The practices of Tibetan Buddhism start with this working basis and choice and follow in a step-bystep fashion. The first practices calm the mind so it can glimpse its own Buddha nature, and then follow with a series of other practices that root out ego-clinging and replace selfish habits with selfless ones. Lastly, when selfless action has begun to clear more suffering and negativity from the mind, the practitioner is ready to undertake deeper practices that quicken the pace of realization and put total enlightenment within reach.

It is important that these practices be followed in the correct order. If people decide for themselves that they don’t need mind-calming practices like tranquility meditation, and jump immediately into the deeper practices without the proper preparation, they run the risk of damaging themselves both mentally and physically and creating “ego-hood” instead of “Buddhahood.”

The Spiritual Friend

Because there are so many practices and so many ways to apply them, it is important to have a spiritual friend — a teacher or lama — to guide us on the path. The spiritual friend, who already has traversed the path and understands its hidden dangers, can safely take us through the practices and give us advice that will help us transform ourselves. Giving in to and taking the advice of a qualified spiritual friend actually is an important step on the path; if we stubbornly insist that only we know what is best for us, that’s actually a form of selfishness and pride that can be a strong obstacle to our spiritual development. We need, then, to find a spiritual friend who is right for us, who knows our minds and has a certain amount of selflessness so they can guide us in the correct way.

In evaluating a spiritual friend, we have to ask ourselves some questions. What is this person like? Do their actions match their teachings? Do they appear to be pursuing a path of selflessness, or do they appear to be pursing a path of ego-clinging? After asking these questions, and reviewing a teacher carefully, we then can decide whether to accept this teacher’s advice. Particularly trusted teachers can become known as our gurus, meaning they have a special place in our lives. The teacher who gives us the instructions that do the most toward developing our minds is known as our tsawai lama or root guru. This person plays a pivotal role in our spiritual development.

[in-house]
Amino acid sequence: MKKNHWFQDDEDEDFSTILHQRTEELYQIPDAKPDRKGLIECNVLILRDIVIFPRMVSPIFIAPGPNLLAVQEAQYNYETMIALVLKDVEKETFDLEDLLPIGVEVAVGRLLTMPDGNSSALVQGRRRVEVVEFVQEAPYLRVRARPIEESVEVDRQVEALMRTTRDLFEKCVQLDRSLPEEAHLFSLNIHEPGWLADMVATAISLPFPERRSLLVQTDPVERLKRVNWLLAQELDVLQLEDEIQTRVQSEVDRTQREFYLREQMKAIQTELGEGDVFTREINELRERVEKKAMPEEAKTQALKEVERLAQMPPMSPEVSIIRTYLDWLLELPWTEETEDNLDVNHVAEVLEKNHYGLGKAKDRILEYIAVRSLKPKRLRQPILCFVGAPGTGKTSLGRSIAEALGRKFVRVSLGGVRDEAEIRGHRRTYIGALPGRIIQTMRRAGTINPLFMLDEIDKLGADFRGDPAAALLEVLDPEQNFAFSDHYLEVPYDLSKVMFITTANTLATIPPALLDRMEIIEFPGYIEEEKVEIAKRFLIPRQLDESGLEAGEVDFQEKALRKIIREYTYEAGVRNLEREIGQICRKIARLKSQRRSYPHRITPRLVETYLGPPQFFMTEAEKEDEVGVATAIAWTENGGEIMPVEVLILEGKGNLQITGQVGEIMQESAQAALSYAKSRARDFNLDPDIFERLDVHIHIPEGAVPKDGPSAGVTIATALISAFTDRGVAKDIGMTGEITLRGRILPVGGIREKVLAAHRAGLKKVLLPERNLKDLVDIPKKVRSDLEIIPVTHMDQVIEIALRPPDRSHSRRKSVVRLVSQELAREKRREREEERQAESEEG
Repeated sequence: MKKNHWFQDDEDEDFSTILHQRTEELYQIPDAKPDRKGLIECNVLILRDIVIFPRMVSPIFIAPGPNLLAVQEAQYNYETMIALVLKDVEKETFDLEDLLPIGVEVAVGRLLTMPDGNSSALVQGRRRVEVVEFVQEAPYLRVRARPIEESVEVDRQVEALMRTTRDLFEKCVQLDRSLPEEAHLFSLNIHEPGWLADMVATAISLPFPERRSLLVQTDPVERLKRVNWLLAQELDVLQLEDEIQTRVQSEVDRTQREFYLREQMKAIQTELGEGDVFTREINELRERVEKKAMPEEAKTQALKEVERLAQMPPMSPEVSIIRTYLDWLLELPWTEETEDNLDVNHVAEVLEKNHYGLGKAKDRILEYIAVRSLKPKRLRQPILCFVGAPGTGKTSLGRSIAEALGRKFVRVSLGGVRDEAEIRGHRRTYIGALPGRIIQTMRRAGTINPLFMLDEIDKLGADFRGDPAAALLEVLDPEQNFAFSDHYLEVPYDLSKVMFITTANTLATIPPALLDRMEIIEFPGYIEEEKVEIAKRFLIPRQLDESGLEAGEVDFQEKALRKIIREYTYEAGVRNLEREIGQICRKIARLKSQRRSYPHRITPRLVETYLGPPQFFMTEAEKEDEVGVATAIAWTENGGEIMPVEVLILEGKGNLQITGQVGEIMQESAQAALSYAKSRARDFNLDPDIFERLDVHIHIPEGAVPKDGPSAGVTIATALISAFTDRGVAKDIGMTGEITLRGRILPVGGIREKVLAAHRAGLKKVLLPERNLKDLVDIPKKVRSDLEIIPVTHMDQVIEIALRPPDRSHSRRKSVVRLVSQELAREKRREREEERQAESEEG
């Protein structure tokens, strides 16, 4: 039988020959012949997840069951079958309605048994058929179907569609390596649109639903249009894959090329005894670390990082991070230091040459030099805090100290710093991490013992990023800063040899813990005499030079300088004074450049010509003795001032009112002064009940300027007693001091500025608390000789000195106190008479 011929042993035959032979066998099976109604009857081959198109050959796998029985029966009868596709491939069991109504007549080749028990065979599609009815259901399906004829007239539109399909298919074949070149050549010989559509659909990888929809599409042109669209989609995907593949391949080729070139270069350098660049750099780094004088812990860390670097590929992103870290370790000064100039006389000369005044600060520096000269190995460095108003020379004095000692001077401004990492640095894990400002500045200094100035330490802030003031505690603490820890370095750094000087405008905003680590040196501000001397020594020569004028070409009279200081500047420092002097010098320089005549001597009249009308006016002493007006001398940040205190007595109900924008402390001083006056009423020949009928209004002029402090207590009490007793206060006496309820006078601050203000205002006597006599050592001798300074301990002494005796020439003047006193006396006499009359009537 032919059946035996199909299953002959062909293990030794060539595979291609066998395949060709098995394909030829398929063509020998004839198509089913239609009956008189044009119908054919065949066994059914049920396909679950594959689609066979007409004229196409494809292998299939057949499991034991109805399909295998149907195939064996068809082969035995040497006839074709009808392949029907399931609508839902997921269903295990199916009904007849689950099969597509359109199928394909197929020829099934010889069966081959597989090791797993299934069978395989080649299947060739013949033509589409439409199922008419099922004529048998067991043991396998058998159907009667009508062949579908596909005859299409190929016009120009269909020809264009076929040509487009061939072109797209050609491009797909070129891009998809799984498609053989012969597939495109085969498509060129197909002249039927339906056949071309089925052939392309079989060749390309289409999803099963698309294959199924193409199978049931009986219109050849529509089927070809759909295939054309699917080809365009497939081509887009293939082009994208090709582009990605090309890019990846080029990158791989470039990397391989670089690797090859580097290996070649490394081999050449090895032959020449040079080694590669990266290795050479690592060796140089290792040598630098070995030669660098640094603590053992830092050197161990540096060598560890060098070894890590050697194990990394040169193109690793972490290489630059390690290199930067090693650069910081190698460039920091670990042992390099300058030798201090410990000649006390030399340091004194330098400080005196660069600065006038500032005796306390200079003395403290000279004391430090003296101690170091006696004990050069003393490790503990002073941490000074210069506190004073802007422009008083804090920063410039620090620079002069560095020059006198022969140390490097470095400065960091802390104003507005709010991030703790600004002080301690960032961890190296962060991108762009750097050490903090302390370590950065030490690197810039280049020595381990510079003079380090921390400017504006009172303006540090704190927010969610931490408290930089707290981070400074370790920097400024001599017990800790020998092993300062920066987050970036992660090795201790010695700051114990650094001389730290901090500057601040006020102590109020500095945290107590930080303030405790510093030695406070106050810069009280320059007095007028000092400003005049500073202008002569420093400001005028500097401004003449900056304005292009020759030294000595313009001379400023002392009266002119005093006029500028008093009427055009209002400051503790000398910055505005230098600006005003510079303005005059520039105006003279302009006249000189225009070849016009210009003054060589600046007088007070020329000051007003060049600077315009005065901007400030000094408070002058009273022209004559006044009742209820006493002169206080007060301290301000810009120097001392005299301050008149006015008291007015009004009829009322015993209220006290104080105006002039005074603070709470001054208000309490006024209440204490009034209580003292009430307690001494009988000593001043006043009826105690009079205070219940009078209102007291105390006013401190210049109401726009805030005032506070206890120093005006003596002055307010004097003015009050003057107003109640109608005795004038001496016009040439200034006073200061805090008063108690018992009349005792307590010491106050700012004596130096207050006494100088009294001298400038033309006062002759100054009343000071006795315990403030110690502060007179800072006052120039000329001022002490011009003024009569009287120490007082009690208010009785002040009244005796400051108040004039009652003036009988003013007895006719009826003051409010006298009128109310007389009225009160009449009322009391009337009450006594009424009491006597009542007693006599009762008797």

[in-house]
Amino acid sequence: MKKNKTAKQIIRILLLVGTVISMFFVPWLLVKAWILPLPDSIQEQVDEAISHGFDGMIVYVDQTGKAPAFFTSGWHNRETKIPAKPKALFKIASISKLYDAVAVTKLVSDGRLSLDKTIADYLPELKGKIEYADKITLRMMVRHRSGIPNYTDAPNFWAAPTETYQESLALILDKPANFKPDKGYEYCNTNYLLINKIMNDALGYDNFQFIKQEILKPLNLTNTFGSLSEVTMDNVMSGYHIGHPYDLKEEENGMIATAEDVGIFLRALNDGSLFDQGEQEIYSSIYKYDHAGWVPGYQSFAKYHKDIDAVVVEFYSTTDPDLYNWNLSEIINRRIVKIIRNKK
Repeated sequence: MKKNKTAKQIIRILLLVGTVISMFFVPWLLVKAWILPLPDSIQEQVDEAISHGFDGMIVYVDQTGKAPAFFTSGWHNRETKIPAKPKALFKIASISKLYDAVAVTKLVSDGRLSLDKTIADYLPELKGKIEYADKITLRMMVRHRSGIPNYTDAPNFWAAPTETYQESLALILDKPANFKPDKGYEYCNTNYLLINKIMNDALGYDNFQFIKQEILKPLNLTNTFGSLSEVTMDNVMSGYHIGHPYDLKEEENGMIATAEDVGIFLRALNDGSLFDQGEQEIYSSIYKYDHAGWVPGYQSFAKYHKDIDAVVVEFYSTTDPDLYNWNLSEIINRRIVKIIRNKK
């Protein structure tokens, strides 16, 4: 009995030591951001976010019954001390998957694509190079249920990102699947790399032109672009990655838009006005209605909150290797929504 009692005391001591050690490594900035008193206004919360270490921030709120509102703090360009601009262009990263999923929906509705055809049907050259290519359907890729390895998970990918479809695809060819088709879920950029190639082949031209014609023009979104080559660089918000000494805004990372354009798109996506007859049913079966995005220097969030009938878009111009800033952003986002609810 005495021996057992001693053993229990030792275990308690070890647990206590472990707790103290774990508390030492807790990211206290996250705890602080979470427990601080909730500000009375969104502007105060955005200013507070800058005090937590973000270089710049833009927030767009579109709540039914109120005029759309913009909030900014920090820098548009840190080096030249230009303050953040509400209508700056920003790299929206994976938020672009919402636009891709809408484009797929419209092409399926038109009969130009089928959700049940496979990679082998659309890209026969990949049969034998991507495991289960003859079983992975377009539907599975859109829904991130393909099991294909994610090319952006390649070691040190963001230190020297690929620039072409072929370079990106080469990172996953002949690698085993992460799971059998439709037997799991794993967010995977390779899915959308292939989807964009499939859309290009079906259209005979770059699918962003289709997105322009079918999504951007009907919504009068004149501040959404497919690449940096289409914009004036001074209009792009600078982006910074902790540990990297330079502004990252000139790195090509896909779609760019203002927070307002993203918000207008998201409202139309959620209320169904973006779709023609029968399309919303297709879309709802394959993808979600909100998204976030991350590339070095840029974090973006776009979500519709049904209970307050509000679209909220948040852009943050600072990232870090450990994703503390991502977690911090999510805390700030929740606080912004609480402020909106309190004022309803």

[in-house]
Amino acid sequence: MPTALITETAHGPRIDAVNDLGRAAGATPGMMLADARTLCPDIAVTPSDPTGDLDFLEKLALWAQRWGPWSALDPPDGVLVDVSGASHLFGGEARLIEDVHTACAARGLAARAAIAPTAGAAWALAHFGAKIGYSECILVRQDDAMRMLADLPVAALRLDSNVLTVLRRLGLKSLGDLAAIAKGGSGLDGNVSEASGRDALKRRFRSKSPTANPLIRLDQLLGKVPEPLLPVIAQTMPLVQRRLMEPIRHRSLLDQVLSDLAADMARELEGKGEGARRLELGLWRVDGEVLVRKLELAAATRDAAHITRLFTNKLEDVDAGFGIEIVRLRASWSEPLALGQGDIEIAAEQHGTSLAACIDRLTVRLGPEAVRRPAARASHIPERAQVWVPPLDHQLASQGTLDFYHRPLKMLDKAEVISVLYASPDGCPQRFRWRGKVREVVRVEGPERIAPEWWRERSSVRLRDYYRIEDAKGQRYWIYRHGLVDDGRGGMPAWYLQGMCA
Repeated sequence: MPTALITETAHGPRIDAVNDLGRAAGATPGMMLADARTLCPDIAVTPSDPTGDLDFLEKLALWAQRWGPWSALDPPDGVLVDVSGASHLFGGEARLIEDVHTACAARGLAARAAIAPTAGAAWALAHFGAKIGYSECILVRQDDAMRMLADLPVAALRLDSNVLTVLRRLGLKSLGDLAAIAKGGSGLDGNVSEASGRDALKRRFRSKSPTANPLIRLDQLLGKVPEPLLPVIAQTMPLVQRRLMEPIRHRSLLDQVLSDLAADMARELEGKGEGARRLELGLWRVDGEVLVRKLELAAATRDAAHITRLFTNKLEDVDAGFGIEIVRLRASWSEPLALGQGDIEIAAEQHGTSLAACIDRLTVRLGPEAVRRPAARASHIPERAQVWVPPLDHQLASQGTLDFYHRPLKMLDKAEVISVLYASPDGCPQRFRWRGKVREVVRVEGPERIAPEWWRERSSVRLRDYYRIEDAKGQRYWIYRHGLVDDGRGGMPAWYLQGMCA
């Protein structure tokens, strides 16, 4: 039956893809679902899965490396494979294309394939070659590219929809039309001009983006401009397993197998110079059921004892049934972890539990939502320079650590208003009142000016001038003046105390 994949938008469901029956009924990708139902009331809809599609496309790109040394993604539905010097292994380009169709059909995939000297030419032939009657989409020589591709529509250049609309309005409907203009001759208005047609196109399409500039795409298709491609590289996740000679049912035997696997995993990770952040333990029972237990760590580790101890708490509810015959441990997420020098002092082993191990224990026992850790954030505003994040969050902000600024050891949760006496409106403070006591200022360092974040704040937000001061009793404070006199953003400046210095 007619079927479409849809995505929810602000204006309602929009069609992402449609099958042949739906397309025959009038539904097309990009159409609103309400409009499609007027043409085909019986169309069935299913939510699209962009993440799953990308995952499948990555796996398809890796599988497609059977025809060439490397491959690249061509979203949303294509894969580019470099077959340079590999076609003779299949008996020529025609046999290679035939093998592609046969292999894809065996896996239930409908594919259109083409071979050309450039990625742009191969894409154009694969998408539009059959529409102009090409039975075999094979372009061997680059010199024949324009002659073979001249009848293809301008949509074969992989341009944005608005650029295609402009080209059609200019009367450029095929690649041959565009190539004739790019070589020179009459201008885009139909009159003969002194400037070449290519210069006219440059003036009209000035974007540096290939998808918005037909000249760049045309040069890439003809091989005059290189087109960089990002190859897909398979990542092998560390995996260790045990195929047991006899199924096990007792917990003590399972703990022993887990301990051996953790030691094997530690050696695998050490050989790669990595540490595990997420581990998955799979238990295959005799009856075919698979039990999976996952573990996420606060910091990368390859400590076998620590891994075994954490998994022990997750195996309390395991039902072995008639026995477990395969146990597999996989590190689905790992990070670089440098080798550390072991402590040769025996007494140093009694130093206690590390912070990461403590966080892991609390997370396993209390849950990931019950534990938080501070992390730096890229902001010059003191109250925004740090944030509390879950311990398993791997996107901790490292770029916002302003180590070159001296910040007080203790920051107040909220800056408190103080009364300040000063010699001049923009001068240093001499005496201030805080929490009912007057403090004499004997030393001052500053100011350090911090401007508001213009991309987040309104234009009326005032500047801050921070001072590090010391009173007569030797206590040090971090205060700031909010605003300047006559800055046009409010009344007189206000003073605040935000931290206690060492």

Shinay (Tranquility Meditation)

One of the very first practices of Tibetan Buddhism is Shinay (a Tibetan word, which in Sanskrit is called Shamata), also called Tranquility Meditation. In shinay, we sit quietly and comfortably and rest our awareness either on the breath or an external object, such as a flower or a statue of the Buddha. By settling our awareness and calming our minds, we come to see that thoughts and emotions in the mind arise and disappear as easily as clouds form and dissipate in the sky. This helps us understand that our self-concept is not a solid, changeless entity, and that our minds actually are quite workable and changeable.

This understanding — and the gradual mental stability that comes from regular practice of shinay — can help us work with all the other practices of Tibetan Buddhism. That’s why lamas call shinay the foundation of all practice. Without developing some mental stability, it will be impossible for us to deal with ego-clinging and conflicting emotions. We will see every thought and emotion as being solid and “real,” which will catch us in a constant web of hope and fear — hoping for a certain outcome, or fearing another. We won’t be able to relax and deal with our lives and experiences calmly; we’ll always be locked in some sort of struggle. Shinay shows us we don’t have to struggle to gain awareness, and that awareness itself can be a powerful tool for spiritual transformation. The ultimate goal of shinay is a sense of calm abiding, in which the mind is undisturbed by (although not devoid of) thoughts and emotions. It is in this state that one can gain a glimpse of the true nature of mind and phenomena — an experience called Lhaktong in Tibetan, Vipassana in Sanskrit, or “Insight Meditation.”